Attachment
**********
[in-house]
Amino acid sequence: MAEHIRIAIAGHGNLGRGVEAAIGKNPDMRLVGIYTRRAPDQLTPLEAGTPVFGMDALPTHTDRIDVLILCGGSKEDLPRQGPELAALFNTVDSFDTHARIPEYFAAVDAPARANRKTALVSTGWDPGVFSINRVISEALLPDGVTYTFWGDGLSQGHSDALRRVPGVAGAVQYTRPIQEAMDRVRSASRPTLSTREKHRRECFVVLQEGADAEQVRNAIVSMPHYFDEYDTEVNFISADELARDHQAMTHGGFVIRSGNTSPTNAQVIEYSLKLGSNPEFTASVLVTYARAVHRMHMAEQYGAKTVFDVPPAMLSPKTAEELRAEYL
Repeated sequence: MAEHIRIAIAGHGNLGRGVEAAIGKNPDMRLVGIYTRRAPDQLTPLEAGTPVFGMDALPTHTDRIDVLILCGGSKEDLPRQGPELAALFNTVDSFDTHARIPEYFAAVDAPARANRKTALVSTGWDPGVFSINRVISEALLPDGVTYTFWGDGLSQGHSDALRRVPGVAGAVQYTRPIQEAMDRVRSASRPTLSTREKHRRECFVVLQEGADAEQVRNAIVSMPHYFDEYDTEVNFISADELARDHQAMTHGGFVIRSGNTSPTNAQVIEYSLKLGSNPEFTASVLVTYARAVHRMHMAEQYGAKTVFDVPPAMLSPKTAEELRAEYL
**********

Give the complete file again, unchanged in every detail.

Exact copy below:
[in-house]
Amino acid sequence: MAEHIRIAIAGHGNLGRGVEAAIGKNPDMRLVGIYTRRAPDQLTPLEAGTPVFGMDALPTHTDRIDVLILCGGSKEDLPRQGPELAALFNTVDSFDTHARIPEYFAAVDAPARANRKTALVSTGWDPGVFSINRVISEALLPDGVTYTFWGDGLSQGHSDALRRVPGVAGAVQYTRPIQEAMDRVRSASRPTLSTREKHRRECFVVLQEGADAEQVRNAIVSMPHYFDEYDTEVNFISADELARDHQAMTHGGFVIRSGNTSPTNAQVIEYSLKLGSNPEFTASVLVTYARAVHRMHMAEQYGAKTVFDVPPAMLSPKTAEELRAEYL
Repeated sequence: MAEHIRIAIAGHGNLGRGVEAAIGKNPDMRLVGIYTRRAPDQLTPLEAGTPVFGMDALPTHTDRIDVLILCGGSKEDLPRQGPELAALFNTVDSFDTHARIPEYFAAVDAPARANRKTALVSTGWDPGVFSINRVISEALLPDGVTYTFWGDGLSQGHSDALRRVPGVAGAVQYTRPIQEAMDRVRSASRPTLSTREKHRRECFVVLQEGADAEQVRNAIVSMPHYFDEYDTEVNFISADELARDHQAMTHGGFVIRSGNTSPTNAQVIEYSLKLGSNPEFTASVLVTYARAVHRMHMAEQYGAKTVFDVPPAMLSPKTAEELRAEYL